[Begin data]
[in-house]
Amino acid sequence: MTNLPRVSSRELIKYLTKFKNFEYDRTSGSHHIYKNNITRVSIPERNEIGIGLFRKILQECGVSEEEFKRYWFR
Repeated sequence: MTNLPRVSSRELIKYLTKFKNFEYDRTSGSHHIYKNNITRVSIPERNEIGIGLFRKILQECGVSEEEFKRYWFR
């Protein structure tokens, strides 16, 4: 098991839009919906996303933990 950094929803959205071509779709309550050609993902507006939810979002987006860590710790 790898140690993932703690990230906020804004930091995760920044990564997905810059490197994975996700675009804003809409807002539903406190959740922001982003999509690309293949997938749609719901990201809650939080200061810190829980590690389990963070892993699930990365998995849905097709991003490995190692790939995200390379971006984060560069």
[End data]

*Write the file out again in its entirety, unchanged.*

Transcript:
[in-house]
Amino acid sequence: MTNLPRVSSRELIKYLTKFKNFEYDRTSGSHHIYKNNITRVSIPERNEIGIGLFRKILQECGVSEEEFKRYWFR
Repeated sequence: MTNLPRVSSRELIKYLTKFKNFEYDRTSGSHHIYKNNITRVSIPERNEIGIGLFRKILQECGVSEEEFKRYWFR
């Protein structure tokens, strides 16, 4: 098991839009919906996303933990 950094929803959205071509779709309550050609993902507006939810979002987006860590710790 790898140690993932703690990230906020804004930091995760920044990564997905810059490197994975996700675009804003809409807002539903406190959740922001982003999509690309293949997938749609719901990201809650939080200061810190829980590690389990963070892993699930990365998995849905097709991003490995190692790939995200390379971006984060560069």